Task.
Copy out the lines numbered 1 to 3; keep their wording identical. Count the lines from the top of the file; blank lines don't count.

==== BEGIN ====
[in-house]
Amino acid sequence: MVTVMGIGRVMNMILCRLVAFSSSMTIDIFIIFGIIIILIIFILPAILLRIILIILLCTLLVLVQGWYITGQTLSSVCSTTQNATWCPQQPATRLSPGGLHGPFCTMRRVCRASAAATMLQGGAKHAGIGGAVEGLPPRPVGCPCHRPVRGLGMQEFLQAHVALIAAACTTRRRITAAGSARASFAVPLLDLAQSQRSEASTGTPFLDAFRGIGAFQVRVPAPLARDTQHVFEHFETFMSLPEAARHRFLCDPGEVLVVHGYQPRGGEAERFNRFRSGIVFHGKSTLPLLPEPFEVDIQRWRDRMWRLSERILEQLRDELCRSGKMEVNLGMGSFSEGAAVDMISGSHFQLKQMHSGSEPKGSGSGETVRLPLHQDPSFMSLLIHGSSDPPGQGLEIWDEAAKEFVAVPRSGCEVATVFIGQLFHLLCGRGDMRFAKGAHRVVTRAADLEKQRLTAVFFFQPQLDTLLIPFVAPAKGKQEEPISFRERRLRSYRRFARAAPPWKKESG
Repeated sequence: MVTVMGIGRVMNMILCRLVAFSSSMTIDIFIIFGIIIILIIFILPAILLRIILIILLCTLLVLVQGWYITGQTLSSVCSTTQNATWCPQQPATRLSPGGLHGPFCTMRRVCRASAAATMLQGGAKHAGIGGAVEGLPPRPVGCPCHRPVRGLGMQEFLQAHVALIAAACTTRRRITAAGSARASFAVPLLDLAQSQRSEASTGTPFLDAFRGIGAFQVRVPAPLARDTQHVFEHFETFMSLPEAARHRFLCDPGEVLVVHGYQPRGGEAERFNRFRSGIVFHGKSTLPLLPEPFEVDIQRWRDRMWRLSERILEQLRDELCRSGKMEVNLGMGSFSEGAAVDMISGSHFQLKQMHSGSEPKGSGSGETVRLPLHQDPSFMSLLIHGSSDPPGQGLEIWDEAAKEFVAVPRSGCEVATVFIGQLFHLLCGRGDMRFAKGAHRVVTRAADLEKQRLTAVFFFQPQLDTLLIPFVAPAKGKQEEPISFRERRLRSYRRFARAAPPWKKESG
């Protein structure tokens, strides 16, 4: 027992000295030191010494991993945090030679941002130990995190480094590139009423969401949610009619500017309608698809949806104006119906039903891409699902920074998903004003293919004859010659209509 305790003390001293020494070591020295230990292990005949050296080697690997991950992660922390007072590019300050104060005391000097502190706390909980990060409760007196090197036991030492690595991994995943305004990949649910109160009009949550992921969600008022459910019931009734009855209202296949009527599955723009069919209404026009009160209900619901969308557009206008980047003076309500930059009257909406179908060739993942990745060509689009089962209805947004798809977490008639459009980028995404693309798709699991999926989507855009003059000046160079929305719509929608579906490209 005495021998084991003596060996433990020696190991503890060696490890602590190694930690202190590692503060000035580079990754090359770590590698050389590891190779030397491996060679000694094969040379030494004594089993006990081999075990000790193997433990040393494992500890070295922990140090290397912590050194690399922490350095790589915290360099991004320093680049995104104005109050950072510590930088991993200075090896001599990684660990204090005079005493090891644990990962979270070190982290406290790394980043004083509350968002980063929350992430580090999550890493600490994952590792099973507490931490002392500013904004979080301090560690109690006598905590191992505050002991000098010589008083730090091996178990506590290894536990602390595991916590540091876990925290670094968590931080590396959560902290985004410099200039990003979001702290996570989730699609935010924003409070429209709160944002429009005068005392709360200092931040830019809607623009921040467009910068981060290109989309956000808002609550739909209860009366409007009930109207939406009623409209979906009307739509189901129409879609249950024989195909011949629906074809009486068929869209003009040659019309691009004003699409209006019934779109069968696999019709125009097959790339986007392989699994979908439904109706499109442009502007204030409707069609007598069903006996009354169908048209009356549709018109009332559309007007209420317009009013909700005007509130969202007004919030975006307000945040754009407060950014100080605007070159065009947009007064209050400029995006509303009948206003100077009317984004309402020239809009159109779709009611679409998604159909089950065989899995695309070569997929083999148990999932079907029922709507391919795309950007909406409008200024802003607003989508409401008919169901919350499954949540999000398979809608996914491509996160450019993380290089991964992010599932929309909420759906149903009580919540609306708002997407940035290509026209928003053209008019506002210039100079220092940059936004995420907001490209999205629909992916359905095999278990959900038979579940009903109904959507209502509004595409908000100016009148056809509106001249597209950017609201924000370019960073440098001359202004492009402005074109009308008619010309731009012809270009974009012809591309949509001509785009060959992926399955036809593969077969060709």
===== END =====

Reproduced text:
[in-house]
Amino acid sequence: MVTVMGIGRVMNMILCRLVAFSSSMTIDIFIIFGIIIILIIFILPAILLRIILIILLCTLLVLVQGWYITGQTLSSVCSTTQNATWCPQQPATRLSPGGLHGPFCTMRRVCRASAAATMLQGGAKHAGIGGAVEGLPPRPVGCPCHRPVRGLGMQEFLQAHVALIAAACTTRRRITAAGSARASFAVPLLDLAQSQRSEASTGTPFLDAFRGIGAFQVRVPAPLARDTQHVFEHFETFMSLPEAARHRFLCDPGEVLVVHGYQPRGGEAERFNRFRSGIVFHGKSTLPLLPEPFEVDIQRWRDRMWRLSERILEQLRDELCRSGKMEVNLGMGSFSEGAAVDMISGSHFQLKQMHSGSEPKGSGSGETVRLPLHQDPSFMSLLIHGSSDPPGQGLEIWDEAAKEFVAVPRSGCEVATVFIGQLFHLLCGRGDMRFAKGAHRVVTRAADLEKQRLTAVFFFQPQLDTLLIPFVAPAKGKQEEPISFRERRLRSYRRFARAAPPWKKESG
Repeated sequence: MVTVMGIGRVMNMILCRLVAFSSSMTIDIFIIFGIIIILIIFILPAILLRIILIILLCTLLVLVQGWYITGQTLSSVCSTTQNATWCPQQPATRLSPGGLHGPFCTMRRVCRASAAATMLQGGAKHAGIGGAVEGLPPRPVGCPCHRPVRGLGMQEFLQAHVALIAAACTTRRRITAAGSARASFAVPLLDLAQSQRSEASTGTPFLDAFRGIGAFQVRVPAPLARDTQHVFEHFETFMSLPEAARHRFLCDPGEVLVVHGYQPRGGEAERFNRFRSGIVFHGKSTLPLLPEPFEVDIQRWRDRMWRLSERILEQLRDELCRSGKMEVNLGMGSFSEGAAVDMISGSHFQLKQMHSGSEPKGSGSGETVRLPLHQDPSFMSLLIHGSSDPPGQGLEIWDEAAKEFVAVPRSGCEVATVFIGQLFHLLCGRGDMRFAKGAHRVVTRAADLEKQRLTAVFFFQPQLDTLLIPFVAPAKGKQEEPISFRERRLRSYRRFARAAPPWKKESG